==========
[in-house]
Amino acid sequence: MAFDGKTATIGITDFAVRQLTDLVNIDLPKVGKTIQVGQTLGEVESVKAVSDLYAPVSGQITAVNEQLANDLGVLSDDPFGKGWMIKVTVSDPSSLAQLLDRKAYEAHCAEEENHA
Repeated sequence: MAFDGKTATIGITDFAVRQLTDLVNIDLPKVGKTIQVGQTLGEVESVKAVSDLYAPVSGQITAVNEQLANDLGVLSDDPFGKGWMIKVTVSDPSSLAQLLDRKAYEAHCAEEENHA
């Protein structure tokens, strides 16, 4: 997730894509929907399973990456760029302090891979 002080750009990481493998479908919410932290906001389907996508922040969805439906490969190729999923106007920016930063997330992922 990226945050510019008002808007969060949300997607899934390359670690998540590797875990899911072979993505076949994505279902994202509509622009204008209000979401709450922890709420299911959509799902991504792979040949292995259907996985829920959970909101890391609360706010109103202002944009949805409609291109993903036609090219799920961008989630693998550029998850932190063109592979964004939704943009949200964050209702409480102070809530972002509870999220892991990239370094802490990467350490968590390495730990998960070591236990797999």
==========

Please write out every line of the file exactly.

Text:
[in-house]
Amino acid sequence: MAFDGKTATIGITDFAVRQLTDLVNIDLPKVGKTIQVGQTLGEVESVKAVSDLYAPVSGQITAVNEQLANDLGVLSDDPFGKGWMIKVTVSDPSSLAQLLDRKAYEAHCAEEENHA
Repeated sequence: MAFDGKTATIGITDFAVRQLTDLVNIDLPKVGKTIQVGQTLGEVESVKAVSDLYAPVSGQITAVNEQLANDLGVLSDDPFGKGWMIKVTVSDPSSLAQLLDRKAYEAHCAEEENHA
């Protein structure tokens, strides 16, 4: 997730894509929907399973990456760029302090891979 002080750009990481493998479908919410932290906001389907996508922040969805439906490969190729999923106007920016930063997330992922 990226945050510019008002808007969060949300997607899934390359670690998540590797875990899911072979993505076949994505279902994202509509622009204008209000979401709450922890709420299911959509799902991504792979040949292995259907996985829920959970909101890391609360706010109103202002944009949805409609291109993903036609090219799920961008989630693998550029998850932190063109592979964004939704943009949200964050209702409480102070809530972002509870999220892991990239370094802490990467350490968590390495730990998960070591236990797999």